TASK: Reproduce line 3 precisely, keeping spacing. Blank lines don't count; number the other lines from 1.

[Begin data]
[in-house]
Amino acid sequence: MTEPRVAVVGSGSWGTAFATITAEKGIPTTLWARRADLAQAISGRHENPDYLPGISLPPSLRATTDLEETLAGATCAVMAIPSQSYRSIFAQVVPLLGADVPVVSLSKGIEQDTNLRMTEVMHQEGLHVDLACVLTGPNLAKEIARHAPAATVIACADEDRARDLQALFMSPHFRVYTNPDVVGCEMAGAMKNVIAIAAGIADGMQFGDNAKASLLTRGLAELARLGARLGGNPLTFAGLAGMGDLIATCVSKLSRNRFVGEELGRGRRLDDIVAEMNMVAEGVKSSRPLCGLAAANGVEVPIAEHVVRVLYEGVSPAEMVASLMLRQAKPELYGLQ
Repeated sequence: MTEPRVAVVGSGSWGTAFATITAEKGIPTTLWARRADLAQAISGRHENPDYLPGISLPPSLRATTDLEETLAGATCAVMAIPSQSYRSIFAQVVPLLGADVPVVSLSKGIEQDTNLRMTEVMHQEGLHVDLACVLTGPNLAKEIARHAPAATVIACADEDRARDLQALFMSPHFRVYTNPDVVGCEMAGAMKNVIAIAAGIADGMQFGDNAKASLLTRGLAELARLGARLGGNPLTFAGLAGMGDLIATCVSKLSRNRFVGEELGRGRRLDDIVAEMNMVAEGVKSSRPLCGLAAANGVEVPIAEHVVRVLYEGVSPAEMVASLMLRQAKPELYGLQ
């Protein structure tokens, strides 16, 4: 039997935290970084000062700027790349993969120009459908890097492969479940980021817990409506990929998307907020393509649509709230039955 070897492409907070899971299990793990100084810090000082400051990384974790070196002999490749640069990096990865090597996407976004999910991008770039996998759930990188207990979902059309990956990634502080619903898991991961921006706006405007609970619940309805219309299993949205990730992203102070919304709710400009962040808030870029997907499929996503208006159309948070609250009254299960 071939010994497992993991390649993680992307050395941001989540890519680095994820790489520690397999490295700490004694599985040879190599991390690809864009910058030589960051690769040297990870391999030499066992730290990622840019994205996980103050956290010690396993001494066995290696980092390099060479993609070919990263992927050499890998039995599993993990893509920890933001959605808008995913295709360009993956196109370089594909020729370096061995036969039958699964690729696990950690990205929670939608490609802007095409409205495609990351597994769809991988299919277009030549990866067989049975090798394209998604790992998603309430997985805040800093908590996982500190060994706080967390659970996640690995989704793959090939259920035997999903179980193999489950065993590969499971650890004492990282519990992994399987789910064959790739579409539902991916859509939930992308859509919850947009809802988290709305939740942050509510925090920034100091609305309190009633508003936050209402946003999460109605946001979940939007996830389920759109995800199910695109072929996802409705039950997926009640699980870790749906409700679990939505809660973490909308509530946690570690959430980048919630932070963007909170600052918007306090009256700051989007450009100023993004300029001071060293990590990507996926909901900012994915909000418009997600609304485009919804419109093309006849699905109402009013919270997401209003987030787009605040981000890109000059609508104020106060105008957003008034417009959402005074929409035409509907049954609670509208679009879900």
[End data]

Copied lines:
Repeated sequence: MTEPRVAVVGSGSWGTAFATITAEKGIPTTLWARRADLAQAISGRHENPDYLPGISLPPSLRATTDLEETLAGATCAVMAIPSQSYRSIFAQVVPLLGADVPVVSLSKGIEQDTNLRMTEVMHQEGLHVDLACVLTGPNLAKEIARHAPAATVIACADEDRARDLQALFMSPHFRVYTNPDVVGCEMAGAMKNVIAIAAGIADGMQFGDNAKASLLTRGLAELARLGARLGGNPLTFAGLAGMGDLIATCVSKLSRNRFVGEELGRGRRLDDIVAEMNMVAEGVKSSRPLCGLAAANGVEVPIAEHVVRVLYEGVSPAEMVASLMLRQAKPELYGLQ